What Is the Nevada Bankruptcy Homestead Exemption?

House real estate graph price investment mortgage

The Nevada bankruptcy homestead exemption is up to $605,000 in equity in a home. The amount is the equity, not necessarily the home’s total value. For example, if a person owns a home that is worth $750,000, they may have a mortgage of $500,000. In that case, the total equity amount is $250,000. The equity amount is under the $605,000 allowable homestead bankruptcy exemption. In this case, the Nevada bankruptcy homestead exemption protects the entire equity in the home.

Where Can I Find a List of Nevada’s Bankruptcy Exemptions?

Nevada’s bankruptcy exemptions are listed in Nevada Revised Statutes 21.0901.

Rather than using federal bankruptcy exemptions, the State of Nevada has created its own list of exemptions. The amounts may change periodically. In addition, not every exemption applies to every situation. A person has to meet the circumstances or conditions in order to use many of the exemptions.

Nevada Bankruptcy Wildcard Exemption

The Nevada bankruptcy wildcard exemption allows a bankruptcy filer to withhold and protect a certain amount of property that does not fall under any other kind of exemption. For example, a person may claim up to $10,000 of the property of their choice that is not otherwise exempt. For the individual filer, it’s an exemption above and beyond any of the other types of protections that may apply in the law. The wildcard exemption helps a bankruptcy filer with unique, individual circumstances and ensures that a person can keep the property that matters to them the most.

How Do Nevada Bankruptcy Exemptions Apply to Spouses?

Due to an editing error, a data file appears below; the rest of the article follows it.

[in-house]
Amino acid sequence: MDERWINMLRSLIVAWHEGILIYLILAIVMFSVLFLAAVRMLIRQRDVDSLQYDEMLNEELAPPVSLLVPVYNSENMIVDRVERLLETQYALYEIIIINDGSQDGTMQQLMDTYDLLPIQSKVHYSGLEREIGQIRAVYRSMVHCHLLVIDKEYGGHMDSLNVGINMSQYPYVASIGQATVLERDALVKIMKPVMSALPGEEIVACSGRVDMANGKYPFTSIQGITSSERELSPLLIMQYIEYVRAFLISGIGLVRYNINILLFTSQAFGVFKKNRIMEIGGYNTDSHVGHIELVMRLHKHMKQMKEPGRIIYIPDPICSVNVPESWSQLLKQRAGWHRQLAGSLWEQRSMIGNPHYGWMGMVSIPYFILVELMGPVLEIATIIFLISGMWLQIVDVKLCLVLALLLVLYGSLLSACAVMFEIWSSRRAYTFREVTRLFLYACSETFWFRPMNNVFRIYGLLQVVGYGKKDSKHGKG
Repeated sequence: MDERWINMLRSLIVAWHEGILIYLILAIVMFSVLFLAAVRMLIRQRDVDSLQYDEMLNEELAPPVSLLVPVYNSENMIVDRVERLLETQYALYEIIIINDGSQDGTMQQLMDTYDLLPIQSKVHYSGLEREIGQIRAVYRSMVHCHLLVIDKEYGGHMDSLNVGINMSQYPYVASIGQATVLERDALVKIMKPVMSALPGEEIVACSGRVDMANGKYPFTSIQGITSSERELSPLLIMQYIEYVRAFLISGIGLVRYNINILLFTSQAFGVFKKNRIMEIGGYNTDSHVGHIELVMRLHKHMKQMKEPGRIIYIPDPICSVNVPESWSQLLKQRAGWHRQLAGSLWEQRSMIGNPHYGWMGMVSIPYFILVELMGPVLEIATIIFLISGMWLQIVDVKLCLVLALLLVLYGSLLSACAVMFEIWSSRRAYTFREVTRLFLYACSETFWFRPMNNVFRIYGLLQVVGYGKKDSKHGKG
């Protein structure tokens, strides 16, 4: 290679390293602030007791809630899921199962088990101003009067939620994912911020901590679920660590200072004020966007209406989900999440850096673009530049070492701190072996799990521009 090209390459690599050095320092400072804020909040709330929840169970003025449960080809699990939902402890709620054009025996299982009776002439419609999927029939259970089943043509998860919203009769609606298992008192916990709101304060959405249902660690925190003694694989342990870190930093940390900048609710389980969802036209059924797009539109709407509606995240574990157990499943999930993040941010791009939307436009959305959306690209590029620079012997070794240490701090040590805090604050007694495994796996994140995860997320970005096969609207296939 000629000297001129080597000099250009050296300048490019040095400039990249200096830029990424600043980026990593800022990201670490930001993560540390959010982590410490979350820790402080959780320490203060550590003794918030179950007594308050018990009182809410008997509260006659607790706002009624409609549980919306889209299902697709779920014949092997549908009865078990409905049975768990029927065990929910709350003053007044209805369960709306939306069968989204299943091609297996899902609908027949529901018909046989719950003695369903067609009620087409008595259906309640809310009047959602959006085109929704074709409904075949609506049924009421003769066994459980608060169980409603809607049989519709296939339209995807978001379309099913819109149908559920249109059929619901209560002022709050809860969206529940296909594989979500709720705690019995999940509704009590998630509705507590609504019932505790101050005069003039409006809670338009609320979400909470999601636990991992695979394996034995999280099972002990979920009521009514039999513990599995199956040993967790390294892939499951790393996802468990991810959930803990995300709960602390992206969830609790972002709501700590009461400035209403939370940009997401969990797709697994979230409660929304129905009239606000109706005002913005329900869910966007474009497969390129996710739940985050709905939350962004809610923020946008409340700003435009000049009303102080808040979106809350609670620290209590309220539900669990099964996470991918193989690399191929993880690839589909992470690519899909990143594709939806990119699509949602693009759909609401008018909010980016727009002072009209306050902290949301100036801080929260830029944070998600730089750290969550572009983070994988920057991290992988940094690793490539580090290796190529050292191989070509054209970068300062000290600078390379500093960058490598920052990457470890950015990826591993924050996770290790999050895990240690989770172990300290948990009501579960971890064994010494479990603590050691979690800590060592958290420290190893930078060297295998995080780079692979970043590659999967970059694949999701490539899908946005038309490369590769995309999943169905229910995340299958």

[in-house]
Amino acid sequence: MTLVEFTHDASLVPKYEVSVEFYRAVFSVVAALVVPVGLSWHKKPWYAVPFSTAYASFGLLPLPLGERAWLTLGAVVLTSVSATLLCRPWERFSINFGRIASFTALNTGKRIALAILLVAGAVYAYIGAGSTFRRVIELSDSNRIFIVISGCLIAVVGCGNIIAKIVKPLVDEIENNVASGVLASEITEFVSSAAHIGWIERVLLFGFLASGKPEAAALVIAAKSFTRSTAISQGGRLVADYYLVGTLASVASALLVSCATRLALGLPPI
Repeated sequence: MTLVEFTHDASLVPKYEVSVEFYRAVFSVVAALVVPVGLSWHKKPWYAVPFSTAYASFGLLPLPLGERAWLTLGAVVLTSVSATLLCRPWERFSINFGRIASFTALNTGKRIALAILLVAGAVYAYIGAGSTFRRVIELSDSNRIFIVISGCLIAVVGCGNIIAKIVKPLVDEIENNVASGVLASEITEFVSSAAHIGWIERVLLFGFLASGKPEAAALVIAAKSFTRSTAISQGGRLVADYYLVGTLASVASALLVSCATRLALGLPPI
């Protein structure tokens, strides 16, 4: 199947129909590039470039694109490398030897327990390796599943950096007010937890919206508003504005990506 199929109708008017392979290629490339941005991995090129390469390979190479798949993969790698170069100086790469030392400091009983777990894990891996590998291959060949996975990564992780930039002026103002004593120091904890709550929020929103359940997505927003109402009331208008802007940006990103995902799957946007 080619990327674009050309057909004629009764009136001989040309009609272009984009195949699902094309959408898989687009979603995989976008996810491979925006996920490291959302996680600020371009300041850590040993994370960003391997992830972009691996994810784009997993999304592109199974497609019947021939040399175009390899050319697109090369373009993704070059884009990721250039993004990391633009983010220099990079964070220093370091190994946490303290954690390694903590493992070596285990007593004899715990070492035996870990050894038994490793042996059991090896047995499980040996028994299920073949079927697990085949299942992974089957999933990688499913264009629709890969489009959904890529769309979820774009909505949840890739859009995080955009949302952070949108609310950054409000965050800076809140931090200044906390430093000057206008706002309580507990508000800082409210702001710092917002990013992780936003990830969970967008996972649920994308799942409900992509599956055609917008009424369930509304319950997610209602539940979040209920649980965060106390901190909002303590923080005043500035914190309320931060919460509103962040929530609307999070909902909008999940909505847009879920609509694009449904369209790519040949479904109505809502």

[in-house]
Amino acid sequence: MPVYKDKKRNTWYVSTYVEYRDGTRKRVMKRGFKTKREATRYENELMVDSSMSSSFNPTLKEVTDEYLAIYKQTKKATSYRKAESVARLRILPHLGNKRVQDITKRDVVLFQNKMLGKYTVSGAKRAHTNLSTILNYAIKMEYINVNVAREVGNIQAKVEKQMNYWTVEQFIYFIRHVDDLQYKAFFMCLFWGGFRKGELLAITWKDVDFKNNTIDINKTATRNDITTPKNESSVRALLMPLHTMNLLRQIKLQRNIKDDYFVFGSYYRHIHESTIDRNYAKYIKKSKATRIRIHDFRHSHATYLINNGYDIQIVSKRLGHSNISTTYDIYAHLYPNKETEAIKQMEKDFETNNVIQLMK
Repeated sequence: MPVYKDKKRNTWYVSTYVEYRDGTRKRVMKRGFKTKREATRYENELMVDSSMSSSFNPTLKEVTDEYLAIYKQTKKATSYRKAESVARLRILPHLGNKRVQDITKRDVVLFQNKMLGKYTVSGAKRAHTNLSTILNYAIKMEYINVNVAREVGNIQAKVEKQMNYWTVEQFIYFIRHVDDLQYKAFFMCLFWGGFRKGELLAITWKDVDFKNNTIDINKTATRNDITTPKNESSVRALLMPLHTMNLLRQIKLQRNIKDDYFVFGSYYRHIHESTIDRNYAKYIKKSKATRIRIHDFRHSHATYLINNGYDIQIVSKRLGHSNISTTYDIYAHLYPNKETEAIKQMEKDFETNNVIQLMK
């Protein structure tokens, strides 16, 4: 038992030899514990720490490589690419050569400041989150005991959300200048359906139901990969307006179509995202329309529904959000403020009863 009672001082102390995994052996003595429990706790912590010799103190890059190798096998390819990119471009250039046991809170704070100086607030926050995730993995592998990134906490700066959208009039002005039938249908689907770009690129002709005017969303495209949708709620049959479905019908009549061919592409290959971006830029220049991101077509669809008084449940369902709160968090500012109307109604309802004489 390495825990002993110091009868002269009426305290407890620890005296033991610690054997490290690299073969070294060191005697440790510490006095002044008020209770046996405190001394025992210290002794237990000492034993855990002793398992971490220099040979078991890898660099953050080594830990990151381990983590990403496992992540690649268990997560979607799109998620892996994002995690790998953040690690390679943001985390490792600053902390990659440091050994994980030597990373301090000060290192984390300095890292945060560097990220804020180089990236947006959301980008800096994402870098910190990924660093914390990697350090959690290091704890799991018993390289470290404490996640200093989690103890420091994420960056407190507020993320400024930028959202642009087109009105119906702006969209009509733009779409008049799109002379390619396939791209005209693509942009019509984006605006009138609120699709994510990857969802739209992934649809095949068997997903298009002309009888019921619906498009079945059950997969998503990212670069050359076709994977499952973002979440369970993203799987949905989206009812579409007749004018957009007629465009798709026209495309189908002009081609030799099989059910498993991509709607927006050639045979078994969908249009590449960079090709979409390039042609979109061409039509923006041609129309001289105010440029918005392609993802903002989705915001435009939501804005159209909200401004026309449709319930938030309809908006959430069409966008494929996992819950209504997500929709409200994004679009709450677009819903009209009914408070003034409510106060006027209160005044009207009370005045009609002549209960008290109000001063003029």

When spouses apply for bankruptcy together, Nevada law allows them each to claim the entire exemption in a category. For example, they may own an art collection that is worth $8,000. Ordinarily, the exemption for art, books, jewelry and musical instruments is $5,000. For single filers, they would be over the exempt amount. However, because both spouses are filing, they may double the total exemption amount up to $10,000. In this case, the entire art collection is exempt because each spouse may claim the full amount to double the total allowable amount.

Bankruptcy Exemptions in Nevada

Bankruptcy exemptions in Nevada are based on state law. Federal law allows a state to use a prescribed list of federal exemptions or make its own rules. The State of Nevada has chosen to make its own rules. It’s essential to understand what you need to do both before and during your bankruptcy filing to receive every category of protection you deserve.

An attorney for bankruptcy exemptions in Nevada can help ensure that you receive every protection that you deserve. They can evaluate your entire circumstance and carefully consider the complexities of Nevada law to help you get a fresh start. Contact us today for a consultation about your case.

Sources:

1 NRS 21.090